I respectfully dissent from the majority's judgment reversing the trial court's denial of defendant's motion for judgment notwithstanding the verdict in plaintiff Harold Wilkerson's successful action for malicious arrest against his former employer. "The credibility of a witness is a matter to be determined by the jury under proper Instructions from the court." OCGA 24-9-80. In addition to the facts recited by the majority, I note that plaintiff was informed by the personnel manager, Wes Weston, that plaintiff would be demoted and have his pay reduced after an altercation with his co-employee, Todd Edwards. This disciplinary action was taken despite Wes Weston's belief that "Todd had provoked [plaintiff], and he instigated it[.]" Plaintiff's outrage at this perceived injustice reflects on the meaning to be attached to any words he subsequently uttered in anger to (or in the presence of) co-defendant Dwight Clay. At trial, plaintiff denied threatening anyone. The jury was thus authorized to believe that any mention of the gun in plaintiff's truck was a histrionic reference to suicide, not terroristic threats directed at anyone else.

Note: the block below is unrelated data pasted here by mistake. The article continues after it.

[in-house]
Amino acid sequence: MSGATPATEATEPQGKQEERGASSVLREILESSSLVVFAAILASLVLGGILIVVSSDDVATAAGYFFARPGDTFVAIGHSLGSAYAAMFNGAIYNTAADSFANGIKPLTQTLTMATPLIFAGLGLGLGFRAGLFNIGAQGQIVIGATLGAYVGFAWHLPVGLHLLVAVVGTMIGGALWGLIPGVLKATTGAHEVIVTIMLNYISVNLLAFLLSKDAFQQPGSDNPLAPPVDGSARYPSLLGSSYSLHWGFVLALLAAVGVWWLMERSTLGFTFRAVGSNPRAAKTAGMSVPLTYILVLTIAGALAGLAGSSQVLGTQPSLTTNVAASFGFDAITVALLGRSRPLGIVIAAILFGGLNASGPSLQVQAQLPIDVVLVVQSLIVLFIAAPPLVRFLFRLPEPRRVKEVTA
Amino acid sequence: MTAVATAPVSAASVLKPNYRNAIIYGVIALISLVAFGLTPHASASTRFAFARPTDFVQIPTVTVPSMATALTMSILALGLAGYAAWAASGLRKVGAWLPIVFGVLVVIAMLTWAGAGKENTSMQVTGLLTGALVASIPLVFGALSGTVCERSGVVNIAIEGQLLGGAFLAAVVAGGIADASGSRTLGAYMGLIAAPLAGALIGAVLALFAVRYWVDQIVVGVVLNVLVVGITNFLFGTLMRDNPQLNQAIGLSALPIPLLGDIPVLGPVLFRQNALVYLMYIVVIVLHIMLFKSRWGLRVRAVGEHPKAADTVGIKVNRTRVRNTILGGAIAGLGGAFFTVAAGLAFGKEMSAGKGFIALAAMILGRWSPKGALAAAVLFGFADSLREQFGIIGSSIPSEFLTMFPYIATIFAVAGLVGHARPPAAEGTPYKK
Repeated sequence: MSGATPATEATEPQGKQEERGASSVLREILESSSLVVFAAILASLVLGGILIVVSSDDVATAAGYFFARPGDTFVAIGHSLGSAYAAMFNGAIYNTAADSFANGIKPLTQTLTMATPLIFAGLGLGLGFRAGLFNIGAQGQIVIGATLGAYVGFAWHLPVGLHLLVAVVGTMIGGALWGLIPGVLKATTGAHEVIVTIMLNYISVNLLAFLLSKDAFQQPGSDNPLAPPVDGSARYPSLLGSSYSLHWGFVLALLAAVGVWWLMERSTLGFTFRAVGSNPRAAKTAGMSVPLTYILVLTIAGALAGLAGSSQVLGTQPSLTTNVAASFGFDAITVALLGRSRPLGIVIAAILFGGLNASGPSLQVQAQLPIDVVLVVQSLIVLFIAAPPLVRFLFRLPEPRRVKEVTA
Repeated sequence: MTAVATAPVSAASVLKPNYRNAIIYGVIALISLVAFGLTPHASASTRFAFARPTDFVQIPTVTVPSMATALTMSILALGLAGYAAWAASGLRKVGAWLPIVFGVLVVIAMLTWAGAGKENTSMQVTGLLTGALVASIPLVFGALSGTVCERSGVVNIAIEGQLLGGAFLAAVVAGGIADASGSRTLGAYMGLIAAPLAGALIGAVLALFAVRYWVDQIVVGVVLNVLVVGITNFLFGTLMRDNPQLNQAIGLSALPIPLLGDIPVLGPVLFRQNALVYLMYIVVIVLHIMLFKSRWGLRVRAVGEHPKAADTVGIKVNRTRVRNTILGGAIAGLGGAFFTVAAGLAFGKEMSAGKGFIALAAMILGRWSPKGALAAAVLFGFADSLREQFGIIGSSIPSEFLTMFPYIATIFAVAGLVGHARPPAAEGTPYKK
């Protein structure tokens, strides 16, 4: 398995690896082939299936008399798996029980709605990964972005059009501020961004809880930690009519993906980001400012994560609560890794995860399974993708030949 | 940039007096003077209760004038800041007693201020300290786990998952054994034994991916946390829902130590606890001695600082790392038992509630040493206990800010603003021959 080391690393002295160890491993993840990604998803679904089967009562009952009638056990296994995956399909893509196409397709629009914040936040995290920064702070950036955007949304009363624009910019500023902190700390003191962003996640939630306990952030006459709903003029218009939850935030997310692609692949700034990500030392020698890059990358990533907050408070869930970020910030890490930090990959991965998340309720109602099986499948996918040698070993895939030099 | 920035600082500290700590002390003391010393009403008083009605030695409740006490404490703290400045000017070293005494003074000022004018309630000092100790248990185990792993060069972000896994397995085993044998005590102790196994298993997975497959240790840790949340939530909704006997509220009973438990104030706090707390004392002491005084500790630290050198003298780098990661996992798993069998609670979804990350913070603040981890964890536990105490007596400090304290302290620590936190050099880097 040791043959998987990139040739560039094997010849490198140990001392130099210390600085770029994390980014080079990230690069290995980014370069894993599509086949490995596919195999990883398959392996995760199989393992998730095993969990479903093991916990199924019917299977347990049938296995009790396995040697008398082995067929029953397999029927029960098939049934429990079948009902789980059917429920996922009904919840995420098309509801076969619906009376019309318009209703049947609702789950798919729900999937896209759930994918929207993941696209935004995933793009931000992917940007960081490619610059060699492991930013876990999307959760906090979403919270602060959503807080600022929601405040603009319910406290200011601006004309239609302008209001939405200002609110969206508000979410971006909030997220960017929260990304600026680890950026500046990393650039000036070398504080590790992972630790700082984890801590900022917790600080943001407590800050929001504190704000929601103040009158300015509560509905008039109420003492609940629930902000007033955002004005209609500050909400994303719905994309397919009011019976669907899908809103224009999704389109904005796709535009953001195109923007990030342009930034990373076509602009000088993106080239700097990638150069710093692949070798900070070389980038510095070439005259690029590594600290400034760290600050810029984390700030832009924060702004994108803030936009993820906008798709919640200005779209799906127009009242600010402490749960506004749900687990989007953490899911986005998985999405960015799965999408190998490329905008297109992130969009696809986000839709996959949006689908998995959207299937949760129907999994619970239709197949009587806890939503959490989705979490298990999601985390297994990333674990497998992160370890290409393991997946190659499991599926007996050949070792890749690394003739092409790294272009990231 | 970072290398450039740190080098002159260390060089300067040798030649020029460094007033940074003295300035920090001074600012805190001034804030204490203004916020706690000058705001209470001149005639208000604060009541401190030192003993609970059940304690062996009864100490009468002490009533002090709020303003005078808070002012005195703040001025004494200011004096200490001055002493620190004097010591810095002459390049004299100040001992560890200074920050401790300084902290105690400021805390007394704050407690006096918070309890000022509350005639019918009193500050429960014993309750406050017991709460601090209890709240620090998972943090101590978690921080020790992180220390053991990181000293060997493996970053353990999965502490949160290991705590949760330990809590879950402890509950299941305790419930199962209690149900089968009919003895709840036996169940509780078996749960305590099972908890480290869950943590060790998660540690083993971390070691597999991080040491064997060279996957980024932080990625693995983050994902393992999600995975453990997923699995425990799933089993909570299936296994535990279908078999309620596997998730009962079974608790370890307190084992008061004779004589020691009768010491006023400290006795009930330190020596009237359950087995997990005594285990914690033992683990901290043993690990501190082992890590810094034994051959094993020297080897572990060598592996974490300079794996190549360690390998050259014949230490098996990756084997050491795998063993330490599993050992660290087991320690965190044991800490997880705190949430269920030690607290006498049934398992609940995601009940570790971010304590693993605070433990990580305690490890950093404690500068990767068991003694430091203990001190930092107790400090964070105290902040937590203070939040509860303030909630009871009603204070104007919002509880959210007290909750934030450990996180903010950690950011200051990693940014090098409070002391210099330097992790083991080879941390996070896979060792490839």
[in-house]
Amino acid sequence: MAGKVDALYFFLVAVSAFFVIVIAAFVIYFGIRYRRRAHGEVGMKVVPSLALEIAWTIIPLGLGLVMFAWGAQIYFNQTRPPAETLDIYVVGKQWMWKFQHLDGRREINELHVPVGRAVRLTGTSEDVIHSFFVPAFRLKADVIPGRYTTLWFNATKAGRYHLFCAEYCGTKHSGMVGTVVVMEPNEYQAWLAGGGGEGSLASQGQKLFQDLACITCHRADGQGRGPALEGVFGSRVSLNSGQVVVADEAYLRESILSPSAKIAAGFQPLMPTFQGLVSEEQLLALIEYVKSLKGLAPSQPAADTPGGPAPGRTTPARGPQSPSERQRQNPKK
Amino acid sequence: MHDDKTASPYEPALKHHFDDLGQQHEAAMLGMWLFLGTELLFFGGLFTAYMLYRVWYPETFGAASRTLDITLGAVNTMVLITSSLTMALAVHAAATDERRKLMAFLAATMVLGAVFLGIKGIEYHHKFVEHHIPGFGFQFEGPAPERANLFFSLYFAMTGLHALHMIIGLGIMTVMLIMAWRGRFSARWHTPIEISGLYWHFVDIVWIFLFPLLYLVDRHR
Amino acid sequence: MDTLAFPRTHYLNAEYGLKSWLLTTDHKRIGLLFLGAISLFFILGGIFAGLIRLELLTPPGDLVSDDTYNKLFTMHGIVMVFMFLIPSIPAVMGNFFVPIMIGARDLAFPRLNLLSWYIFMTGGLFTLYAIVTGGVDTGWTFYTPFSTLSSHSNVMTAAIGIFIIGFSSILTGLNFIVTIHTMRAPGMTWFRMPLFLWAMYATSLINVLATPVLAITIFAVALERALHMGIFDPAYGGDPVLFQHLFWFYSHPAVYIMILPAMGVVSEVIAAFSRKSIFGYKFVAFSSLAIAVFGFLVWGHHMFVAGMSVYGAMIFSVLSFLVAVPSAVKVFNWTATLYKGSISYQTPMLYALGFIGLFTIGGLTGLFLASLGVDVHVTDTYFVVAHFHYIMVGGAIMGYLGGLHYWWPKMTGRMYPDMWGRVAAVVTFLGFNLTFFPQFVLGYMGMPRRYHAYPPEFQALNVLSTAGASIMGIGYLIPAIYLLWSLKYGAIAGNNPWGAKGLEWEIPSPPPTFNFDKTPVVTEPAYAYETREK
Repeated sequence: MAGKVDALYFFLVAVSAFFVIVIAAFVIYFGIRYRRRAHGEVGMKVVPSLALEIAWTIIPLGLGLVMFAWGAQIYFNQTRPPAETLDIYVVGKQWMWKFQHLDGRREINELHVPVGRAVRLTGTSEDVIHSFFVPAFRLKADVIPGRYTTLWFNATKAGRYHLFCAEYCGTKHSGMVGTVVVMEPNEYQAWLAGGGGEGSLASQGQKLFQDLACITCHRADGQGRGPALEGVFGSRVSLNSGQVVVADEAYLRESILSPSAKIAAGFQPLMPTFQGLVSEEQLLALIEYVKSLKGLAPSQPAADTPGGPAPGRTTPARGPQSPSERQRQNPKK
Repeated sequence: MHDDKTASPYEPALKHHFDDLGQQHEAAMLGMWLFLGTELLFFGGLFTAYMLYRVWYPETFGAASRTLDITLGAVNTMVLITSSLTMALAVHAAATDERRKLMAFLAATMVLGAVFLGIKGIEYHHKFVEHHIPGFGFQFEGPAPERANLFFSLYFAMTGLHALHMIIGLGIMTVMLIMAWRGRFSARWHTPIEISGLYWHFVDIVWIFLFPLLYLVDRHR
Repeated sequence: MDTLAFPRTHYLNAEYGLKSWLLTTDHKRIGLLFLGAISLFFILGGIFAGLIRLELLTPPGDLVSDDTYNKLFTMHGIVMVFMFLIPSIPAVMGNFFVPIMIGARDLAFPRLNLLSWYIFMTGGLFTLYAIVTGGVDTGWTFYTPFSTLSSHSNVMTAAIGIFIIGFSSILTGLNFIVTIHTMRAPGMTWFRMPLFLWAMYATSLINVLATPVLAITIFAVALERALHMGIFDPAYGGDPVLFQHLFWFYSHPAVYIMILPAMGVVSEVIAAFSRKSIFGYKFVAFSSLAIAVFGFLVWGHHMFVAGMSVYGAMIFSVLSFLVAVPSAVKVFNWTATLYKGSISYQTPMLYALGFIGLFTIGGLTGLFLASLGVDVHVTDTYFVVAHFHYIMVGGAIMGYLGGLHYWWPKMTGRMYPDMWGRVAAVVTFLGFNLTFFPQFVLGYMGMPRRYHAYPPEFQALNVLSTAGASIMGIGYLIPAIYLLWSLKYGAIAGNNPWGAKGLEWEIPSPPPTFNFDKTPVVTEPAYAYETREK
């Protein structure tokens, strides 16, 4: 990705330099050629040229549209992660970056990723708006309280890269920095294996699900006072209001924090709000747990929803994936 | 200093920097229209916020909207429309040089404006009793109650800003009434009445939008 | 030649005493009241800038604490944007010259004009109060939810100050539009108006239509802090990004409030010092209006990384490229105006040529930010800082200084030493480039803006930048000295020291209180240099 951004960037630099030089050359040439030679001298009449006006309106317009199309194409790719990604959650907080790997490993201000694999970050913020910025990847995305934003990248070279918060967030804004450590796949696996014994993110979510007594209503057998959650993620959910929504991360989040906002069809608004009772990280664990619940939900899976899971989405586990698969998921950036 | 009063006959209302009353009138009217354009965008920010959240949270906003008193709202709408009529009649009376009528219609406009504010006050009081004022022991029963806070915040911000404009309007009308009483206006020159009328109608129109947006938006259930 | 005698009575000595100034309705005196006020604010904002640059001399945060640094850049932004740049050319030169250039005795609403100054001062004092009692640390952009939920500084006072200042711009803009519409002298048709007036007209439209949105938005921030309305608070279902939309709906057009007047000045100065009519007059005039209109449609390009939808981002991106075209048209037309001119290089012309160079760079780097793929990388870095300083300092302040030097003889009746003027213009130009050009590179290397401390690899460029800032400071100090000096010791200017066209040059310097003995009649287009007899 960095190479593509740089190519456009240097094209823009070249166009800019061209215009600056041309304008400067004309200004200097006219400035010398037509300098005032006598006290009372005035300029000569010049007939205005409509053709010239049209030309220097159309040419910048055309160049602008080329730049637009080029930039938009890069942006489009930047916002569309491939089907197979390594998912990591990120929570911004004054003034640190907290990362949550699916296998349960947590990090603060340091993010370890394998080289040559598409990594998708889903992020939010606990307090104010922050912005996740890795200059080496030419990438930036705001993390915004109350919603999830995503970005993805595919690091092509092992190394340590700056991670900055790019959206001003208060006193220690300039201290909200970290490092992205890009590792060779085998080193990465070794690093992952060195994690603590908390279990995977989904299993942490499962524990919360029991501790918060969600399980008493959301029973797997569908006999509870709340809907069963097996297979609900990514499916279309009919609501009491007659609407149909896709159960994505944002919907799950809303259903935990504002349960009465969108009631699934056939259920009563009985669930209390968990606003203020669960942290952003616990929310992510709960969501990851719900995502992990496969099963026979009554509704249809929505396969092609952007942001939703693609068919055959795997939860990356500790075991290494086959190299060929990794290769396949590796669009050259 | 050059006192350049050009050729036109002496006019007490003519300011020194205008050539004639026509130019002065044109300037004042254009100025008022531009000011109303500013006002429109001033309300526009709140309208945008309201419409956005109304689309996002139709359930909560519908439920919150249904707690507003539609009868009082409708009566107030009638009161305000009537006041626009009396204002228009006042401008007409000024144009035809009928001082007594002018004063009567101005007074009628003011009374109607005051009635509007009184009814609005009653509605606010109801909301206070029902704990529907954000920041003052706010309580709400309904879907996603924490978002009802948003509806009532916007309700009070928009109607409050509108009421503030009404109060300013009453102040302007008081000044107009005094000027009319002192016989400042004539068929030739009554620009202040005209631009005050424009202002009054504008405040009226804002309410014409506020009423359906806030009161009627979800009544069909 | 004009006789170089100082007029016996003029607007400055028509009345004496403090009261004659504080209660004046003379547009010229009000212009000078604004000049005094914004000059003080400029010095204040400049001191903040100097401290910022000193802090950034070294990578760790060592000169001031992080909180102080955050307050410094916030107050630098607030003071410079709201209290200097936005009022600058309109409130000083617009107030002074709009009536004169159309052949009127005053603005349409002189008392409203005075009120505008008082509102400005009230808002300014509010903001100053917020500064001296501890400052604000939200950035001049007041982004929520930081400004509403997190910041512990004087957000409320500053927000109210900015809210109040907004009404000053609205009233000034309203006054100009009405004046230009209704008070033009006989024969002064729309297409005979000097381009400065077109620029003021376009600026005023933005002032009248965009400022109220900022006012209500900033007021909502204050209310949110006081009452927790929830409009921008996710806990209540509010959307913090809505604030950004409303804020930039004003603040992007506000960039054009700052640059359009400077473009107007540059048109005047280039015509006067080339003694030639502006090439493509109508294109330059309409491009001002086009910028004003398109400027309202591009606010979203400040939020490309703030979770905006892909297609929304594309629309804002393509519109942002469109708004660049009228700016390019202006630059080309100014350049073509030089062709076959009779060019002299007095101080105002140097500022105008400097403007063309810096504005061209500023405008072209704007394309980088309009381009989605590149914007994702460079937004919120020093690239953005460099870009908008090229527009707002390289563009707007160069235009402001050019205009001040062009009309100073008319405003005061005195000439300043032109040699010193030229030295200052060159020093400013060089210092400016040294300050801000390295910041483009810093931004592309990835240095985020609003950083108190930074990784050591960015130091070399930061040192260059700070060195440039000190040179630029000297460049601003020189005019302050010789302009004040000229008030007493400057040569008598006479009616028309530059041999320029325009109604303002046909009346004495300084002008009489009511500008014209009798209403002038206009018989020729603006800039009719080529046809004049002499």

Dwight Clay's testimony before the magistrate resulted in the issuance of a warrant for plaintiff's arrest for a simple assault committed against Wes Weston. According to the facts recited in the warrant, Dwight Clay told the magistrate that plaintiff said to him (Dwight Clay) that he (plaintiff) "had a gun in his truck and had [a] good mind to get it [and] use it[; that] revenge was his and that in 6 hours, days or months he would use it[; that] he knew where Wes Weston lived [and] might 'get his wife' while Wes was at work." This warrant is thus based solely upon plaintiff's conversation with Dwight Clay and not upon any word or act committed in the presence of the purported victim, Wes Weston. In my view, this evidence utterly fails, as a matter of law, to establish probable cause to believe that Wes Weston was placed in a reasonable apprehension of receiving any imminent bodily injury, based upon plaintiff's apparent present capacity to inflict such injury. See, e.g., Johnson v. State, 158 Ga. App. 432, 433 (280 SE2d 856); OCGA 16-5-20 (a) (2). The magistrate in the case sub judice erred in issuing a warrant for simple assault based upon this evidence, and the erroneous issuance of that warrant eliminates it as a prima facie case of probable cause. The total lack of probable cause is a circumstance from which the jury may infer malice. OCGA 51-7-44; Auld v. Colonial Stores, 76 Ga. App. 329, 337 (3) (45 SE2d 827).